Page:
What does it mean to be financially well? For some, it's having a certain amount of money in the bank. For others, it's knowing they can cover their bills without worry. But while it's difficult to pinpoint what it takes to be in a good place financially, in many ways, it's easier to know when you're not there. And according to the 2018 Bank of America Merrill Lynch Workplace Benefits Report, 38% of workers don't consider themselves financially well. In the context of this study, that means that these workers are struggling to manage their current finances while preparing for the future, and feel they don't have the capacity to meet their near- and long-term financial goals.

If you're not content with your financial picture, it's time to change it rather than sit back and accept it. Here are a few things you can do to improve your outlook.

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1. Follow a budget

It's hard to feel like you're in your control of your finances when you have no idea where your money is going. So if you're not following a budget already, carve out an hour of time this weekend and create one. To do so, list your recurring monthly expenses, factor in one-time expenses such as annual insurance premiums and subscription renewals that pop up throughout the year, and compare what you spend to what you earn. If you find that you're maxing out your paychecks -- or, worse yet, spending more than what your paychecks allow for -- you'll need to cut corners. Immediately.

2. Build an emergency fund

To feel secure in your ability to manage your near-term expenses, you'll need a safety net for when unexpected bills pop up. And that's where your emergency fund comes in. That fund should, ideally, contain enough money to cover three to six months' worth of living expenses, and its purpose is to provide access to cash when unanticipated expenses arise that your paychecks can't pay for. Having a healthy chunk of money in the bank will help ensure that you're not forced to resort to debt the minute an unplanned bill lands in your lap, so do what it takes to accumulate some cash reserves -- even if it means drastically cutting expenses until you get there.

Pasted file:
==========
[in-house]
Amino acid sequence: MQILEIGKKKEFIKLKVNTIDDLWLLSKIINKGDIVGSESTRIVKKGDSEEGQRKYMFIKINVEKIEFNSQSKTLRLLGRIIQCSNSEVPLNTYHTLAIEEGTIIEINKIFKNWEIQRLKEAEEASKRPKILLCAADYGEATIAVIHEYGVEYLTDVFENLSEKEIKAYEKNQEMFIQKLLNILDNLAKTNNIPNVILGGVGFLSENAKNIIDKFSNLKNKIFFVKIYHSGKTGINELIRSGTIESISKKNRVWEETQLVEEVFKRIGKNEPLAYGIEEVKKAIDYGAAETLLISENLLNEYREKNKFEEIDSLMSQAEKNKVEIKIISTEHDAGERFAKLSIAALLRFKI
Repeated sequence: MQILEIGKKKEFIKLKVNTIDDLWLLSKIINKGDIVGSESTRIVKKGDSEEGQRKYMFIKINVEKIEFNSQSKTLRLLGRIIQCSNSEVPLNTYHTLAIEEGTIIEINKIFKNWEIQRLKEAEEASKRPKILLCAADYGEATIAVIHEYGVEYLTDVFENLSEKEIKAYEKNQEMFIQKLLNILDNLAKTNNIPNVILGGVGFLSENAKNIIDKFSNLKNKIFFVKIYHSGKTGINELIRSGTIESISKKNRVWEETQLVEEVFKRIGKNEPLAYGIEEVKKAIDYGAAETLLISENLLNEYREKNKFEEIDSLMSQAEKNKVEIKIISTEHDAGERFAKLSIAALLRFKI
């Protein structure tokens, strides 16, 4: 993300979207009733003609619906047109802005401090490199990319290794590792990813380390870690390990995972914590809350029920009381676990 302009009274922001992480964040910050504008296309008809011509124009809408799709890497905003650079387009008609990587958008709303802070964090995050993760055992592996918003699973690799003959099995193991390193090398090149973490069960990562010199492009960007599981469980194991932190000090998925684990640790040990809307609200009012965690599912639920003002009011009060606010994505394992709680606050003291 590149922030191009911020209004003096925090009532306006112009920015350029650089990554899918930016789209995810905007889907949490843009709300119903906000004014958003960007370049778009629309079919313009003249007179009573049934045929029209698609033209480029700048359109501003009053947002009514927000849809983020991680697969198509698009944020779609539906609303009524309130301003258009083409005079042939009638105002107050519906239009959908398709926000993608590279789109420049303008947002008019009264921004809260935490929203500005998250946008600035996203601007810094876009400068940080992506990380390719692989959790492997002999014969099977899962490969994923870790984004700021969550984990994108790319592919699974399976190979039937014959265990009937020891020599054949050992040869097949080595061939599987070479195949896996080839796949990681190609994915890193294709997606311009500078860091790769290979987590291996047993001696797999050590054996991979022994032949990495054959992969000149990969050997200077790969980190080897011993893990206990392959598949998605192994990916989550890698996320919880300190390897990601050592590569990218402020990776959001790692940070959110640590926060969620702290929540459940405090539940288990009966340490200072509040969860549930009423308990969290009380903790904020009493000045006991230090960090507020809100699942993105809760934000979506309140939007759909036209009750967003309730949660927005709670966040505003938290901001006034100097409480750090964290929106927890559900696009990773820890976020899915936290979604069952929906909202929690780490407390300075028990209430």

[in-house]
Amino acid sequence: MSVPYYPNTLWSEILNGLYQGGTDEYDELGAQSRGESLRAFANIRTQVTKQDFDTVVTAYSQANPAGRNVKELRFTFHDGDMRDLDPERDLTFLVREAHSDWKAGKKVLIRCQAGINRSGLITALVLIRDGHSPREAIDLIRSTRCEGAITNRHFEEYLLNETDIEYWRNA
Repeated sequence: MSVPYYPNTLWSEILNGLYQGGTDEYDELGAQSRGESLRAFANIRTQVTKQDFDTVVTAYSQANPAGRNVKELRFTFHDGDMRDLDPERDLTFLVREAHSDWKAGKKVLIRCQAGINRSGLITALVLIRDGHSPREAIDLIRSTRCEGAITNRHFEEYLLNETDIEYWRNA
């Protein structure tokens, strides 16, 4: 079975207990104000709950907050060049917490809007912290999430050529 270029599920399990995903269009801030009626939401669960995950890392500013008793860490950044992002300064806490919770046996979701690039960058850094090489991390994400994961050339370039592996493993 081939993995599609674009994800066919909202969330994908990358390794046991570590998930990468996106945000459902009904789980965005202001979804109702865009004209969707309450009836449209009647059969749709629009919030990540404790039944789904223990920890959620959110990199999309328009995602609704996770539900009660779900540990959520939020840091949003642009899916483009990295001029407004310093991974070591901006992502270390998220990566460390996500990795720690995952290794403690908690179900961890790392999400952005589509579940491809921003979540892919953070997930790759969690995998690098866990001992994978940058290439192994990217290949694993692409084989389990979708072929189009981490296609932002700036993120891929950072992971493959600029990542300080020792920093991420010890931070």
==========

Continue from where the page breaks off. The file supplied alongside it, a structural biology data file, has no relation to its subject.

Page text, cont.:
3. Establish good long-term savings habits

Many workers worry that they won't manage to save enough to enjoy a comfortable retirement. But if you get into the habit of consistently funding an IRA or 401(k), you'll be in a pretty good position to enjoy your golden years. As a general rule, you should aim to set aside 15% or more of each paycheck for the future, but if you can't manage that at present, start slowly and work your way up. Even if you never reach that 15% threshold, saving some amount of money every month will go a long way.

Imagine you're 30 years old and manage to set aside $300 a month for retirement over the next four decades. If your investments generate an average annual 7% return during those 40 years, which is doable with a stock-focused portfolio, you'll be sitting on $719,000 by the time your career comes to a close. Will that make you rich as a senior? Not necessarily. But it could buy you a nice lifestyle if your tastes aren't extravagant.

4. Keep your debt under control

Carrying debt isn't only bad for your finances; it's bad for your mind. For countless Americans, the idea of being saddled with debt is enough to make them feel like failures. Having too much debt can also derail your long-term savings efforts, as those monthly payments could monopolize your income to the point where funding a retirement plan is virtually impossible. The solution? Work on getting out of debt as quickly as you can, and stay away from further debt, especially the credit card variety, which is the worst type to have. You might need to once again cut expenses from your budget to dig yourself out of that hole, or even get a second job to make a dent in your outstanding balance. But doing so will put you in a much better position to start saving and stop worrying.

You don't need to be a financial expert to gain control over your finances; you just need to make smart choices and commit yourself to healthy habits. And once you do, you'll hopefully join the ranks of those Americans who do consider themselves financially well.

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